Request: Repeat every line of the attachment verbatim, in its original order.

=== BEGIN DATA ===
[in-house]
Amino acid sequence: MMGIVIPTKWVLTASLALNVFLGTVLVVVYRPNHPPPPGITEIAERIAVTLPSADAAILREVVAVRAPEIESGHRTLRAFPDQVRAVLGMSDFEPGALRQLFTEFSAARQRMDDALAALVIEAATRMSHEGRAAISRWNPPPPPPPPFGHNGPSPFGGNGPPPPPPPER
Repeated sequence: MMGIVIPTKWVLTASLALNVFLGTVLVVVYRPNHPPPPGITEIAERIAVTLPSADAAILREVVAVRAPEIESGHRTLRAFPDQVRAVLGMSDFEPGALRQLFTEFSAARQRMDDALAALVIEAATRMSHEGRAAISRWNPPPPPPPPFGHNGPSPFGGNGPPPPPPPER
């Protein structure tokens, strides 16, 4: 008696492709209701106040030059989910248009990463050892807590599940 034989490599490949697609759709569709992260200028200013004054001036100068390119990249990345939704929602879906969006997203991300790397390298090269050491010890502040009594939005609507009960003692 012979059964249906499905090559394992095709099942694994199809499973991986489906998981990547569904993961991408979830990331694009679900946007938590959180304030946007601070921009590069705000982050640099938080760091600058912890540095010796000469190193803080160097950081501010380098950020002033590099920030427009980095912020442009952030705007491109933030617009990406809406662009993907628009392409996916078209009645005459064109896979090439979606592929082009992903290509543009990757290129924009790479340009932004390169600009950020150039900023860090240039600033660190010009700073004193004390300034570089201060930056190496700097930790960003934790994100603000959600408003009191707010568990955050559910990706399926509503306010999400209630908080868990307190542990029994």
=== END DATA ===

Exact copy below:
[in-house]
Amino acid sequence: MMGIVIPTKWVLTASLALNVFLGTVLVVVYRPNHPPPPGITEIAERIAVTLPSADAAILREVVAVRAPEIESGHRTLRAFPDQVRAVLGMSDFEPGALRQLFTEFSAARQRMDDALAALVIEAATRMSHEGRAAISRWNPPPPPPPPFGHNGPSPFGGNGPPPPPPPER
Repeated sequence: MMGIVIPTKWVLTASLALNVFLGTVLVVVYRPNHPPPPGITEIAERIAVTLPSADAAILREVVAVRAPEIESGHRTLRAFPDQVRAVLGMSDFEPGALRQLFTEFSAARQRMDDALAALVIEAATRMSHEGRAAISRWNPPPPPPPPFGHNGPSPFGGNGPPPPPPPER
């Protein structure tokens, strides 16, 4: 008696492709209701106040030059989910248009990463050892807590599940 034989490599490949697609759709569709992260200028200013004054001036100068390119990249990345939704929602879906969006997203991300790397390298090269050491010890502040009594939005609507009960003692 012979059964249906499905090559394992095709099942694994199809499973991986489906998981990547569904993961991408979830990331694009679900946007938590959180304030946007601070921009590069705000982050640099938080760091600058912890540095010796000469190193803080160097950081501010380098950020002033590099920030427009980095912020442009952030705007491109933030617009990406809406662009993907628009392409996916078209009645005459064109896979090439979606592929082009992903290509543009990757290129924009790479340009932004390169600009950020150039900023860090240039600033660190010009700073004193004390300034570089201060930056190496700097930790960003934790994100603000959600408003009191707010568990955050559910990706399926509503306010999400209630908080868990307190542990029994």